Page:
You see a lot of new Chinese subsystems that look similar to existing products around the world. That doesn't mean they violated any thing. It probably just indicate that they learnt from looking at other people's products what something should look like. But the interior stuff could be totally different. And I'm sure in cases like the radar, the components used would have to be completely different, software/hardware processing have to be completely different and such.

Typhoon said...

Where ToT has occured making use of that technology is fine but its where ToT hasnt thats the issue and my point.
You have already raised cases above where you think this may have occured!

Feng said...

You are grasping straws here. I'm sure if they looked hard enough, they can find some proof of violations, but you can say that about a lot of products out there. Basically, the idea of China illegally copying off people is not simple or clear as some people would like you to believe.

Unknown said...

Chinese simply are at a bad moment in their long history. Back when they invented paper, compass, gunpowder, and printing, there was no such thing as IP rights. Those are some of the most significant products in history...

Typhoon said...

Im not trying to add weight to simple accusations. The point im trying to make is that by glossing over the topic of Chinese copying even when you acknowledge the possibility (indeed likelihood) of such abuses and by placing blame on western or Russian reporting the commentary ends up as biased as the Signal article its (rightly) attacking, just from the other side.

Chinas image on this as im sure you agree is damaging because it ends up getting locked out of the most interesting activities. As you say, a major gripe China has with Russia is the low capability of what's on offer compared with domestic production, because of the ethos China has displayed in the past Russia can no longer risk sharing high technology. Contrast with India who recieve top level material before Russian services, with strong and public displays of co-operation, perhaps shown best by Brahmos.

China is the only one who can change this image and it will only be solved (in my opinion) with greater transparency and a ditching of the "copy cat, go it alone" methods of today. In the end the image and the activity that caused it just doesn't benefit China.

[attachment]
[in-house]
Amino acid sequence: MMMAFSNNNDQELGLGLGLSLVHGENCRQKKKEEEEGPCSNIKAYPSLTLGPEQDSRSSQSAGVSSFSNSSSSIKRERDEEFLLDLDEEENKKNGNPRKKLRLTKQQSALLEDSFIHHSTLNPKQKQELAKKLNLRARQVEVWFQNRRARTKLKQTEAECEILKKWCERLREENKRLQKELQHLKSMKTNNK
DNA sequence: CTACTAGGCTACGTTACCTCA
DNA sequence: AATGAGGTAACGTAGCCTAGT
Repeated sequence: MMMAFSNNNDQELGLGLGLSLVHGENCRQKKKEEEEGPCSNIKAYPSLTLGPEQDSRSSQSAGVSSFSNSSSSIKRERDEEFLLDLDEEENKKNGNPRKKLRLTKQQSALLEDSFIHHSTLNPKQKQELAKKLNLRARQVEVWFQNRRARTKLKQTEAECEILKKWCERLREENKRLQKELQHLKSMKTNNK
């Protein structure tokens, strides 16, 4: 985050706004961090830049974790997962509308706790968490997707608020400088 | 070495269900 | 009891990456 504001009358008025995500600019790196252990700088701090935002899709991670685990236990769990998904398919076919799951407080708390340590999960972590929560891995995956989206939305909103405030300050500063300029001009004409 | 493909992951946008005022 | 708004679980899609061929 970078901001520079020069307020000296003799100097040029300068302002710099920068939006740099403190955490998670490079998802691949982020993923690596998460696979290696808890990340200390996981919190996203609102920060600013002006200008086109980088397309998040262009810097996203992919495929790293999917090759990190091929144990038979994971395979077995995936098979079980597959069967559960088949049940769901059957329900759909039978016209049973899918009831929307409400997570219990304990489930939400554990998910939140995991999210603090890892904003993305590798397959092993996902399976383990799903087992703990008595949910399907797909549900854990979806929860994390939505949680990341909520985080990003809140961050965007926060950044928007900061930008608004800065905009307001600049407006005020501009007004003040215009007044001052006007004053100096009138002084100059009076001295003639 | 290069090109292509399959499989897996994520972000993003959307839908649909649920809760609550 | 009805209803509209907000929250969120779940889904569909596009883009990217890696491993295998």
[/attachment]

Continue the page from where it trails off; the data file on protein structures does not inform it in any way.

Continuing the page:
Feng said...

You see, that's what i've been trying hard to educate against. People in general have fallen for this Russian propoganda that the sales are down because China is not respecting IP, so they don't want to sell more advanced stuff. The reality is that they don't have more advanced stuff that China would want. If you read some of my previous pieces, you would see why. Of course, it's bad for Russian export industry, so they are not going to come out and admit it. Like, why would they want to get in a deal like Brahmos.

These things are far from cut and dry as the writer of this article is trying to say. That's why I feel the need to speak out against such issues. These writers don't work hard enough to dig into truth and that's just laziness. There are plenty of information about Chinese industry out there. There is no reason for an amateur like myself to know about what's going on than these professionals.

Typhoon said...

I think you were quite right to attack the signal article, its making some very shaky accusations.

On the export issue, I think Russia has a huge ammount of experiance and technology that would be very benificial to China and that they should work towards closer and with more open co-operation. Brahmos as the raised example and at a casual estimate is the most advanced anti-ship missile on earth and highly relevant to the Chinese security situation. But this is just the tip of the ice-berg.

Feng said...

See, that's not true. Brahmos received this myth as the world's most advanced AShM due to Russian/Indian advertising effort. But I see the point you are trying to make is that the two countries could cooperate on something that China would find hard to do on its own. One area would be next generation aerospace engines, large transport and such. But again, it's not easy to say one way or another.